Understanding One of the Obstacles to Closing Deals: Traffic
Florida Realtors economists: If the home is great but the traffic in the surrounding area is not, the deal might fall through. But a cool traffic tool can empower you to know if traffic in that home’s neighborhood will get the “green light.”
ORLANDO, Fla. – The adage “location, location, location” speaks not only to the destination, but the journey as well. Understanding traffic flows can give Realtors® insight into one of the most important aspects of some clients’ home buying decision.
INRIX, a company that collects road sensor and vehicle data to analyze transportation patterns, released a U.S. Signals Scorecard and a companion Signal Scorecard Map in February 2021. The report and map bring a new layer to the location conversation.
Earn more street cred
Consumers can find an abundance of housing information online. Still, they need real estate professionals as their advisors to make the best decisions. You know your local market, and INRIX’s scorecard can add a unique twist to your expertise.
Floridians experience 1,734,506 hours of traffic delay on average every day, according to INRIX’s signals report. No one wants to sit in traffic. You can apply their insight as an additional tool with buyers. (INRIX used October 4-10, 2020 as a “typical” week for the new “Pandemic” paradigm)
Consider using the map to give detailed context to local buyers (already conversant with the traffic anecdotes) still determining where to reside. Better, it can be used with out-of-state buyers flocking south. Open the map visualization while discussing important destinations – office, family and recreation – and preemptively discover any bottlenecks that could influence their decision. You may even be able to recommend looking for a home on one side of an intersection that may be more favorable for that family’s commute than the other.
Customers won’t forget the added engagement and exceptional level of customer service.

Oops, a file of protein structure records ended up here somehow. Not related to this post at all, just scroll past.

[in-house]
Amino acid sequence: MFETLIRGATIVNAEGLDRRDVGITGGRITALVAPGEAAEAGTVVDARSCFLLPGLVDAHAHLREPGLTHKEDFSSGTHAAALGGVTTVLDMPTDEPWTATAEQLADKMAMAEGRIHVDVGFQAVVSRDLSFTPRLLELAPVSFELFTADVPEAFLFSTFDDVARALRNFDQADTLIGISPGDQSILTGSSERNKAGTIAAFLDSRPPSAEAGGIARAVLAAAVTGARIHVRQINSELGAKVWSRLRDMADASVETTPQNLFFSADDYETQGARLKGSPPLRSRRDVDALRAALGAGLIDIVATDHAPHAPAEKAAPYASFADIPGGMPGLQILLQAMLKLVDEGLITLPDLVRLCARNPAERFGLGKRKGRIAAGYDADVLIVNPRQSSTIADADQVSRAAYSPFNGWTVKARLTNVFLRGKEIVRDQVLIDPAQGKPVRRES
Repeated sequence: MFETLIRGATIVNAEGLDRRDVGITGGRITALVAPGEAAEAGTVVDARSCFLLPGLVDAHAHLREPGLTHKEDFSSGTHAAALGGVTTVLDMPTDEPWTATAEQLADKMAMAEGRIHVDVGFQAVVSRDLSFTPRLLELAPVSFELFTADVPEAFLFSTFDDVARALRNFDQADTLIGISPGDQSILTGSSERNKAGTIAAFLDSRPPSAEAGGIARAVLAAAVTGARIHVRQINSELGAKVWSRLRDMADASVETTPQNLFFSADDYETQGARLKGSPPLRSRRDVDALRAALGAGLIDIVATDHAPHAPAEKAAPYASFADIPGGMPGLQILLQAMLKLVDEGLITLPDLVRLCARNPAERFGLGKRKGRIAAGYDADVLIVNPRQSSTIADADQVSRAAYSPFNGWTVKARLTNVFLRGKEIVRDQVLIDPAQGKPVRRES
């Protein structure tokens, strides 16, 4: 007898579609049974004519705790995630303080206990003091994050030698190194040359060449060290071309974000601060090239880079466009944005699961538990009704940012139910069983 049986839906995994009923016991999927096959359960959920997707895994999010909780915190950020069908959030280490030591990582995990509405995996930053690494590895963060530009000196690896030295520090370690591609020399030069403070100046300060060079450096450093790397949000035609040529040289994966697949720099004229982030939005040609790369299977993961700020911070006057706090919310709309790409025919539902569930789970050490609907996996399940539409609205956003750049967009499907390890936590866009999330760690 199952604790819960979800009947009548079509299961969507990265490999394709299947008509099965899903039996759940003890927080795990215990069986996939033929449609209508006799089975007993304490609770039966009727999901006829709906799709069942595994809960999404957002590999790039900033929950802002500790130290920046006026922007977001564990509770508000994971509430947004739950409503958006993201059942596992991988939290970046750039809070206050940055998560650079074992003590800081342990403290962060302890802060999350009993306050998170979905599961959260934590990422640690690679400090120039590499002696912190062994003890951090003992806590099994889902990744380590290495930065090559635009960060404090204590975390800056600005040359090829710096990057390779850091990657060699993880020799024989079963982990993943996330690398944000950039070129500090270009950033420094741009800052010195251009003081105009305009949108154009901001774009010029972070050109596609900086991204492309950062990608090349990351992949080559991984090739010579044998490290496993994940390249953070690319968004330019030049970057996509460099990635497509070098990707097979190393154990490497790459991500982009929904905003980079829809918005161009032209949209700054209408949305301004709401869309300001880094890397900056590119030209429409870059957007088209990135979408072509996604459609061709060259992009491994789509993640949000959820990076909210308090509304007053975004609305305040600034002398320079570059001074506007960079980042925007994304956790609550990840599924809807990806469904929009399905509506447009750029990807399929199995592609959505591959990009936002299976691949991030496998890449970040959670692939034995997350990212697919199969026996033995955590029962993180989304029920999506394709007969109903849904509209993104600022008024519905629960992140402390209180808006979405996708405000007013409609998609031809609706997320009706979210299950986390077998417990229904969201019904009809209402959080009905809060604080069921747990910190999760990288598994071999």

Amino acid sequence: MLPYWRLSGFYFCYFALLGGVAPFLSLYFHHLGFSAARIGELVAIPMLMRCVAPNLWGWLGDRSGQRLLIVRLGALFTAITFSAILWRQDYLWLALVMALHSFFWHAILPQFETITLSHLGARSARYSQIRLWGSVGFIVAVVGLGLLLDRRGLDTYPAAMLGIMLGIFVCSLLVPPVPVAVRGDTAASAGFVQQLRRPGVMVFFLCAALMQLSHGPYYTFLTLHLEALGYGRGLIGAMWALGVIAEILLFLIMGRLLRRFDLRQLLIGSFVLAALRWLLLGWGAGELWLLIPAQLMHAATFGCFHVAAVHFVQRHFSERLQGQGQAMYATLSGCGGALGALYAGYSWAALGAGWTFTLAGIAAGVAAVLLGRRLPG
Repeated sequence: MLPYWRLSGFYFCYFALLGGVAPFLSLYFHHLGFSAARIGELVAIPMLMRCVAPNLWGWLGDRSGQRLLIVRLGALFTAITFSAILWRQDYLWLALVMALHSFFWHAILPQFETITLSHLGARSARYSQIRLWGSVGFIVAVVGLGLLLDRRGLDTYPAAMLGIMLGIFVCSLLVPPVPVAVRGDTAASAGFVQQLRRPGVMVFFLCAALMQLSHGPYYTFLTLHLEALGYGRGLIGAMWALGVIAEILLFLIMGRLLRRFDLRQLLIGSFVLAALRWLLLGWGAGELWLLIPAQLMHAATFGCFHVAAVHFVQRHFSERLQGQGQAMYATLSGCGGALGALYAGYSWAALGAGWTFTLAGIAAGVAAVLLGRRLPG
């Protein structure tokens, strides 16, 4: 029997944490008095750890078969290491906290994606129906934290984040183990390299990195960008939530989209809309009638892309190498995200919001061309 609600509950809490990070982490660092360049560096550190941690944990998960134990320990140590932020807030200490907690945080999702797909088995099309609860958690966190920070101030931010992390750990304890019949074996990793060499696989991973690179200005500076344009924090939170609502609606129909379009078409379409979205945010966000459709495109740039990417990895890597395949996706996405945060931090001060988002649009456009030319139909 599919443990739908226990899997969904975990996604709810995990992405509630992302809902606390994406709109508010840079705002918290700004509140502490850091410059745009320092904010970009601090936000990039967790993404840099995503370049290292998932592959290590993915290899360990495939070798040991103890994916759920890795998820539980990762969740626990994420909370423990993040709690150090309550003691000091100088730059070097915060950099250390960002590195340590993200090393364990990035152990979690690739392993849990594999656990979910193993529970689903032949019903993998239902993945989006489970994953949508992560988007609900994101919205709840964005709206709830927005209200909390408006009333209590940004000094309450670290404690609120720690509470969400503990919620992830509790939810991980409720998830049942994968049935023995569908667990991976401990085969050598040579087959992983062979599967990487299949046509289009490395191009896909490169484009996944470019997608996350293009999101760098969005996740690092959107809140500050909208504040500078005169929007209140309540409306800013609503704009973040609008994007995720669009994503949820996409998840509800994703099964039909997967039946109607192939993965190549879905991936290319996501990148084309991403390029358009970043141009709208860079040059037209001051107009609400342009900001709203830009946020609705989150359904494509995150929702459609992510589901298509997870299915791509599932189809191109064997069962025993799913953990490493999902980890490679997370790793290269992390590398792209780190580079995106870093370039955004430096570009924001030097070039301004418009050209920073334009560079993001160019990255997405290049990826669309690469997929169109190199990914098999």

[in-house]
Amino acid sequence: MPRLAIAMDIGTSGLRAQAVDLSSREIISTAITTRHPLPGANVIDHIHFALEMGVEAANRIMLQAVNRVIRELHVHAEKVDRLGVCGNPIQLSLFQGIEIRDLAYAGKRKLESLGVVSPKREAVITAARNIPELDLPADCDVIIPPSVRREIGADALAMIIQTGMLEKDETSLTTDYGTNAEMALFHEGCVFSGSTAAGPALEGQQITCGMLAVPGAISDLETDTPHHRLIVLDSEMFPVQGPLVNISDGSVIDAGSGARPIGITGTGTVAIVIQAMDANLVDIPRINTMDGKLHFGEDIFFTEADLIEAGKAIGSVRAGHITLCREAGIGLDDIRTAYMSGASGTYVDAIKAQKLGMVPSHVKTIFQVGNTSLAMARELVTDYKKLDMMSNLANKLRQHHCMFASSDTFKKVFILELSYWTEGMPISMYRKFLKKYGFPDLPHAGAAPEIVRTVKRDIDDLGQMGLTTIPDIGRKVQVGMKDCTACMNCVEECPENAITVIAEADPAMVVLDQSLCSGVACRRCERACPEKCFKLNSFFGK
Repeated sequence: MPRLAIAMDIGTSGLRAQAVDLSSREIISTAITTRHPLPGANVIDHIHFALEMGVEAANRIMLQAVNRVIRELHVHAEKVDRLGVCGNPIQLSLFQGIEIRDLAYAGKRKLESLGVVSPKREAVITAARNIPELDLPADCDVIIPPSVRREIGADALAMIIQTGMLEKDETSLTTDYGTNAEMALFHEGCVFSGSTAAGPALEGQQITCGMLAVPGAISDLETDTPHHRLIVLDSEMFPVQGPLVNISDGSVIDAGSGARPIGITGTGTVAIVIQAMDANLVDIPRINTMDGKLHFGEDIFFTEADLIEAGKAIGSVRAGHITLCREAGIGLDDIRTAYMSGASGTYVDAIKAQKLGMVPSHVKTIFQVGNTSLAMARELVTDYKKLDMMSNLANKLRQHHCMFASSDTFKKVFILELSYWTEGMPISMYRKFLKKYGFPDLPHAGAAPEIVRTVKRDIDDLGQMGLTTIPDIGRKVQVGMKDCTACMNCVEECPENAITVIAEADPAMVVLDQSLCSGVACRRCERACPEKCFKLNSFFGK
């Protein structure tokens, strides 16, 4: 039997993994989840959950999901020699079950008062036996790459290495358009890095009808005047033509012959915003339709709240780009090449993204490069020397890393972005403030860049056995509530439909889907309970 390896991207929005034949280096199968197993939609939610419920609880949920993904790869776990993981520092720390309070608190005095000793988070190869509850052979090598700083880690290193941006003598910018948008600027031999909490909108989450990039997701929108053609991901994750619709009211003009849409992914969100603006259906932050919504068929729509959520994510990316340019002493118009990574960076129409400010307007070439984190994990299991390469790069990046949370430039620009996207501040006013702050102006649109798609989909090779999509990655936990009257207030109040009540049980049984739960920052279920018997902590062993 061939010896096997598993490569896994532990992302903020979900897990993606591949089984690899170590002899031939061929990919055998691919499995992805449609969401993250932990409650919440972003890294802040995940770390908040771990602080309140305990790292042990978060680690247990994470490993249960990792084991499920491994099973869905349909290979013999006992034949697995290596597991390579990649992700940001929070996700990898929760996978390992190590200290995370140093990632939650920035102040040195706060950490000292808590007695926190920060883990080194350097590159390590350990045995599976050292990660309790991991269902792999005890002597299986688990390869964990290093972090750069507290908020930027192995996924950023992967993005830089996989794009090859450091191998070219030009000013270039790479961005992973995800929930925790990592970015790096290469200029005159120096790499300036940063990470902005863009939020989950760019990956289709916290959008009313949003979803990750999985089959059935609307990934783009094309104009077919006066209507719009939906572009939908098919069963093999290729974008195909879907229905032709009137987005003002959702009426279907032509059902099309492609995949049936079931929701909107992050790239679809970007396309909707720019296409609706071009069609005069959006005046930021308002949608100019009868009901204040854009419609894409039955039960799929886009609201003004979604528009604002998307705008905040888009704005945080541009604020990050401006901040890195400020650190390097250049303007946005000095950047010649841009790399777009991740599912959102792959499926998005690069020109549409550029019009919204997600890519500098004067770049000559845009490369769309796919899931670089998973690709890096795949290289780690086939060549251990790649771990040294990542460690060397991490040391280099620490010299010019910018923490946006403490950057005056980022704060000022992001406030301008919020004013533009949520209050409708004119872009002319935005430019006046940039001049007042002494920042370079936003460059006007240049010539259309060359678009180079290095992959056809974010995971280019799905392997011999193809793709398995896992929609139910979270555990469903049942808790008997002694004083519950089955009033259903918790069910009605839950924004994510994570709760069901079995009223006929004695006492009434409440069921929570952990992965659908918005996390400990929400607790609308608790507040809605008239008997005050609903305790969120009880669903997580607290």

Get the conversation flowing
Realtors play an important role in their communities – as citizens, government officials, advocates and more. As the professionals on the ground selling their communities, Realtors have a unique perspective on what particular areas sell quickly, which ones linger on the market, and why. They know that particular intersections, neighborhoods and other spots with bottle necks or choked access to major arterial roads make them less desirable to buyers.
Take some traffic patterns noted in the INRIX tool in Seminole County, for example. Seminole County, just northeast of Orlando, has been experiencing tremendous population growth over the last two decades and continues to densify in both people and housing stock. As a result, some new bottlenecks have emerged that didn’t exist before, and they are easily identifiable on the map. Areas that used to be easy to get around have become more difficult, which also makes it less desirable for a buyer.
A connected Realtor could take this very specific information to their local city council to inform them of the problem, describe the issues that have arisen for clients, and seek relief in the form of traffic studies and mediation.
This tool, coupled with their own field experience, creates an opportunity for Realtors to engage with their local city councils on traffic issues that may be hindering their ability to sell in a particular area.
According to the scorecard, Florida has 11 of the top 25 worst urban intersections in the U.S.:
2. Escambia County, West Nine Mile Rd & N. Palafox St
7. Miami-Dade County, Hialeah Gardens Blvd & N.W. 138th St
14. Pasco County, Land O’ Lakes Blvd & FL 54
15. Miami-Dade County, E. Palm Drive & Dixie Highway
16. Broward County, Federal Highway & E. Commercial Blvd
18. Osceola County, John Young Parkway & West Vine St.
19. Polk County, Martin Luther King Jr. Blvd. & 8th St N.W.
20. Broward County, Federal Highway & E. Hallandale Beach Blvd
21. Hillsborough County, U.S. 301 & Adamo Drive
24. Hillsborough County, Gibsonton Drive & U.S. 301
25. Miami-Dade County, S.W. 152nd St & S.W. 137th Ave.
Is one of these worst intersections in your market? Knowledge of traffic patterns can lead to better advisement for clients and community officials. Your recognition of a congested intersection can lead homeowners to a location that is more travel friendly to the places they go most often – work, school or recreation.
Realtors can be the change in their communities and the Signals Scorecard map is a new way to bring data to the discussion.
Erica Plemmons is an economist and Director of Housing Statistics;more Jennifer Quinn is an economist and the Director of Economic Development
© 2020 Florida Realtors®